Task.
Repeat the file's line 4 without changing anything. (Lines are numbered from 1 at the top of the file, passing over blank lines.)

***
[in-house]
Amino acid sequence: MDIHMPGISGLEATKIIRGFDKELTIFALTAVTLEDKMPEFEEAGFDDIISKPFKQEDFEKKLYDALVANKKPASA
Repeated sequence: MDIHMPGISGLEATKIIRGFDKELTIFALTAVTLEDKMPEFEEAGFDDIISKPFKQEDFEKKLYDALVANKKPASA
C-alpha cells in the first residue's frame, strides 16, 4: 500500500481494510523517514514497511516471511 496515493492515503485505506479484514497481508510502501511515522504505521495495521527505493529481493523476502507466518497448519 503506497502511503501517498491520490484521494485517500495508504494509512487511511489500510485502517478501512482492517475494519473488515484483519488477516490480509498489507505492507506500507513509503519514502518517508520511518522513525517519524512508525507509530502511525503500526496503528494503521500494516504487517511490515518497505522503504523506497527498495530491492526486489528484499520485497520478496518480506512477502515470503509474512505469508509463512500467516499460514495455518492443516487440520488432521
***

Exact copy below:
C-alpha cells in the first residue's frame, strides 16, 4: 500500500481494510523517514514497511516471511 496515493492515503485505506479484514497481508510502501511515522504505521495495521527505493529481493523476502507466518497448519 503506497502511503501517498491520490484521494485517500495508504494509512487511511489500510485502517478501512482492517475494519473488515484483519488477516490480509498489507505492507506500507513509503519514502518517508520511518522513525517519524512508525507509530502511525503500526496503528494503521500494516504487517511490515518497505522503504523506497527498495530491492526486489528484499520485497520478496518480506512477502515470503509474512505469508509463512500467516499460514495455518492443516487440520488432521